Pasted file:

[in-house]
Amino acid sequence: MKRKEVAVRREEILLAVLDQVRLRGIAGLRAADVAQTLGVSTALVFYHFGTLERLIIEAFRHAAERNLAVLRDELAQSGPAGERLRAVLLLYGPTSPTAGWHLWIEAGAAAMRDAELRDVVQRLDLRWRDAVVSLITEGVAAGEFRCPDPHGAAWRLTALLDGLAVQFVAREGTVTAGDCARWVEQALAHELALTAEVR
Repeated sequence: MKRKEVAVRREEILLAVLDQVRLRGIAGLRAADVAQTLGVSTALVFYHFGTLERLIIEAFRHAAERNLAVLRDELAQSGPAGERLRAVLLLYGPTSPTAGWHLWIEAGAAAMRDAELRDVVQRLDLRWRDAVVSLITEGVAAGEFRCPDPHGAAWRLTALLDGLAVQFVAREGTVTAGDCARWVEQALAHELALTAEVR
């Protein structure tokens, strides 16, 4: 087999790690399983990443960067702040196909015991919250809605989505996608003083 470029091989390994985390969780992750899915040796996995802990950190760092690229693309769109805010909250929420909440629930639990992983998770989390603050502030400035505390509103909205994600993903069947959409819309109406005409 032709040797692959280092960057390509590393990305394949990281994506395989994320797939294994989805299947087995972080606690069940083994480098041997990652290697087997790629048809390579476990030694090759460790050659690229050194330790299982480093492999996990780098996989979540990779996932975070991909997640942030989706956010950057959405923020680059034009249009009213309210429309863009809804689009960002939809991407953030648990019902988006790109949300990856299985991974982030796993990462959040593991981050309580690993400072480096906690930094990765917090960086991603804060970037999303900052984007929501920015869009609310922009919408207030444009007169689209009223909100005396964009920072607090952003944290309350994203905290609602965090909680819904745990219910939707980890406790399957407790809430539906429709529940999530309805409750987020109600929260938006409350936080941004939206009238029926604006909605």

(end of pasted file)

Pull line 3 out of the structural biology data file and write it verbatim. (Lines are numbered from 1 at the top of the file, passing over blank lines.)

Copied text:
Repeated sequence: MKRKEVAVRREEILLAVLDQVRLRGIAGLRAADVAQTLGVSTALVFYHFGTLERLIIEAFRHAAERNLAVLRDELAQSGPAGERLRAVLLLYGPTSPTAGWHLWIEAGAAAMRDAELRDVVQRLDLRWRDAVVSLITEGVAAGEFRCPDPHGAAWRLTALLDGLAVQFVAREGTVTAGDCARWVEQALAHELALTAEVR